Osteosarcoma Guidelines

Updated: Jul 01, 2020
  • Author: Charles T Mehlman, DO, MPH; Chief Editor: Omohodion (Odion) Binitie, MD  more...
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NCCN and ESMO-PaedCan-EURACAN Clinical Practice Guidelines for Treatment of Osteosarcoma

Guidelines Contributor: Mrinal M Gounder, MD Attending Physician in Medical Oncology, Sarcoma and Developmental Therapeutics Service, Memorial Sloan-Kettering Cancer Center

Guidelines for the treatment of osteosarcoma have been published by the following organizations:

  • National Comprehensive Cancer Network (NCCN) [30]
  • European Society for Medical Oncology (ESMO), European Reference Network for Paediatric Cancers (PaedCan), and European Network for Rare Adult Solid Cancer (EURACAN) [31]

The NCCN recommends that in all patients with osteosarcoma, enrollment in a clinical trial should be considered when available; in addition, whenever possible patients should be referred to a tertiary care center with expertise in sarcoma, for treatment by a multidisciplinary team. Other guideline recommendations on treatment of osteosarcoma vary by disease stage.

Treatment recommendations for stages IA-IB (low grade) osteosarcomas are as follows:

  • Localized, low-grade osteosarcomas – The NCCN recommends wide excision alone; chemotherapy (see regimens below) prior to excision is not typically recommended but could be considered for periosteal lesions [30]
  • Low-grade intramedullary and surface osteosarcoma and periosteal sarcomas with pathological findings of high-grade disease – The NCCN recommends postoperative chemotherapy [30] ; ESMO-PaedCan-EURACAN recommends surgery alone for low-grade parosteal osteosarcomas, and finds no benefit for chemotherapy for periosteal lesions [31]
  • Unresectable or incompletely resected osteosarcoma – The NCCN and ESMO-PaedCan-EURACAN guidelines concur that combined photon/proton or proton beam radiotherapy for local control is an option [30, 31]

NCCN treatment recommendations for stages IIA-IVB (high grade) and metastatic disease include the following [30] :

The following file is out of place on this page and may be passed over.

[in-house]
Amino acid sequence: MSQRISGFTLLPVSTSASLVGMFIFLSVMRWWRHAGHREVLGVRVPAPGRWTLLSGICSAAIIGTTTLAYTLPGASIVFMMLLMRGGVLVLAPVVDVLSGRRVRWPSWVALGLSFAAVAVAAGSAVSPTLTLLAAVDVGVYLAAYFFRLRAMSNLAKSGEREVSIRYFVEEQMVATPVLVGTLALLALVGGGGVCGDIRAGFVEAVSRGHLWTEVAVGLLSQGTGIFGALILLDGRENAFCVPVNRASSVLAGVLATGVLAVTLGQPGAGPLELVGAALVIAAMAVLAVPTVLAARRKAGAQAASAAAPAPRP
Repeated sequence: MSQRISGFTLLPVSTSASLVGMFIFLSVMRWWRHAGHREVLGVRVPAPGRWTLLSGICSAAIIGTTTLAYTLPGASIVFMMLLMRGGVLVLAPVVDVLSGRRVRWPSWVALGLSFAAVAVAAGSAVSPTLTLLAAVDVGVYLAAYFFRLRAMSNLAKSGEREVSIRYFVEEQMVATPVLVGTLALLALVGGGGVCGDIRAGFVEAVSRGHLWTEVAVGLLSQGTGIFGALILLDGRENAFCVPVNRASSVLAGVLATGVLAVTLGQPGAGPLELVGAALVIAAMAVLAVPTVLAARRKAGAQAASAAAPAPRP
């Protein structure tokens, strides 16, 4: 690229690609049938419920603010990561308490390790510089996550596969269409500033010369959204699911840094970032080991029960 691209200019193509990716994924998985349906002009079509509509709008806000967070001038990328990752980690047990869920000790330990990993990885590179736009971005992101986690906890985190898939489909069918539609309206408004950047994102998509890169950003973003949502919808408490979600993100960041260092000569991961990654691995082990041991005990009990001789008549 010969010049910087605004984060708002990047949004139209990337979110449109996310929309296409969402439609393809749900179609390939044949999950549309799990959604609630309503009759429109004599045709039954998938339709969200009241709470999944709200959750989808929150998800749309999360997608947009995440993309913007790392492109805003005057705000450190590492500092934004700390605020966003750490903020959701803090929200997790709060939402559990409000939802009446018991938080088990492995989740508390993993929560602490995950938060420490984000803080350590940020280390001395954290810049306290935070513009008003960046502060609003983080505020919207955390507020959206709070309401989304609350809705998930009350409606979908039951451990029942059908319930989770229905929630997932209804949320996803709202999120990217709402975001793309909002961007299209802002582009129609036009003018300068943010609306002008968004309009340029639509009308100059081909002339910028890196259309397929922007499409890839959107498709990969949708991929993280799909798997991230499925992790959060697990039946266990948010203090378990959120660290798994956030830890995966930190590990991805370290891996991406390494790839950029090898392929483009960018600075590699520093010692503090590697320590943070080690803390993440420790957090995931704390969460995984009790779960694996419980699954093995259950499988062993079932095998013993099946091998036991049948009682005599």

• Enrollment in a clinical trial should be considered when available; in addition, whenever possible patients should be referred to a tertiary care center with expertise in sarcoma, for treatment by a multidisciplinary team
  • Preoperative chemotherapy is recommended for all stages of high-grade disease (category 1)
  • If good margins can be achieved, limb-sparing surgery is preferred for patients with good histologic response to chemotherapy; amputation for tumors in unfavorable anatomical locations
  • Postoperative chemotherapy should continue with preoperative regimen if there has been a good histologic response; for patients with a poor response, consider postoperative chemotherapy with a different regimen
  • Surgical re-resection with or without radiation therapy for positive margins should be considered
  • For unresectable osteosarcomas following preoperative chemotherapy, consider radiation therapy or chemotherapy

NCCN treatment recommendations for metastatic disease at presentation include the following [30] :

  • For resectable metastatic disease (pulmonary, visceral or skeletal), preoperative chemotherapy followed by wide excision of primary tumor; chemotherapy and metastasectomy is also a treatment option
  • For unresectable metastatic disease, chemotherapy with or without radiation therapy; reassess primary site for local control

ESMO-PaedCan-EURACAN recommends that primary metastatic osteosarcoma be treated with a curative intent, following the principles of non-metastatic osteosarcomas. [31]

For relapsed or refractory osteosarcoma, NCCN guidelines recommend second-line chemotherapy, resection, or both. Options for disease progression after second-line therapy include the following [30] :

  • Re-resection, if possible
  • Clinical trial
  • Palliative radiation therapy or best supportive treatment

ESMO-PaedCan-EURACAN guidelines advise that the treatment of recurrent osteosarcoma is primarily surgical, in the case of isolated lung metastases, although stereotactic radiationa therapy, radiofrequency ablation, or cryotherapy might be alternative options in patients unfit for surgery. ESMO-PaedCan-EURACAN guidelines note that there is no accepted standard regimen for second-line chemotherapy for recurrent disease, but ifosfamide with or without etoposide with or without carboplatin, or gemcitabine and docetaxel or sorafenib may be considered. Radiation therapy, including samarium, may be used for palliation. [31]

Chemotherapy regimens

ESMO-PaedCan-EURACAN guidelines note that doxorubicin, cisplatin, high-dose methotrexate, and ifosfamide have antitumor activity in osteosarcoma. In patients older than 40 years, preferred regimens often combine doxorubicin, cisplatin, and ifosfamide without high-dose methotrexate. [31]

For first-line osteosarcoma therapy (primary/neoadjuvant/adjuvant therapy or for metastatic disease), NCCN recommendations are as follows [30] :

  • Cisplatin and doxorubicin (category 1)
  • MAP (high-dose methotrexate, cisplatin, and doxorubicin)(category 1)
  • Doxorubicin, cisplatin, ifosfamide, and high-dose methotrexate

For second-line therapy (relapsed/refractory or metastatic disease), NCCN recommendations are as follows [30] :

  • Ifosfamide (high dose) ± etoposide
  • Regorafenib (category 1)
  • Sorafenib
  • Sorafenib ± everolimus (category 2B)
  • Cyclophosphamide and topotecan
  • Docetaxel and gemcitabine
  • Gemcitabine

Regimens considered useful in certain circumstances are as follows [30] :

  • Cyclophosphamide and etoposide
  • Ifosfamide, carboplatin, and etoposide
  • High-dose methotrexate
  • High-dose methotrexate, etoposide, and ifosfamide
  • Samarium-153 ethylene diamine tetramethylene phosphonate (SM-EDTMP) for relapsed or refractory disease beyond second-line therapy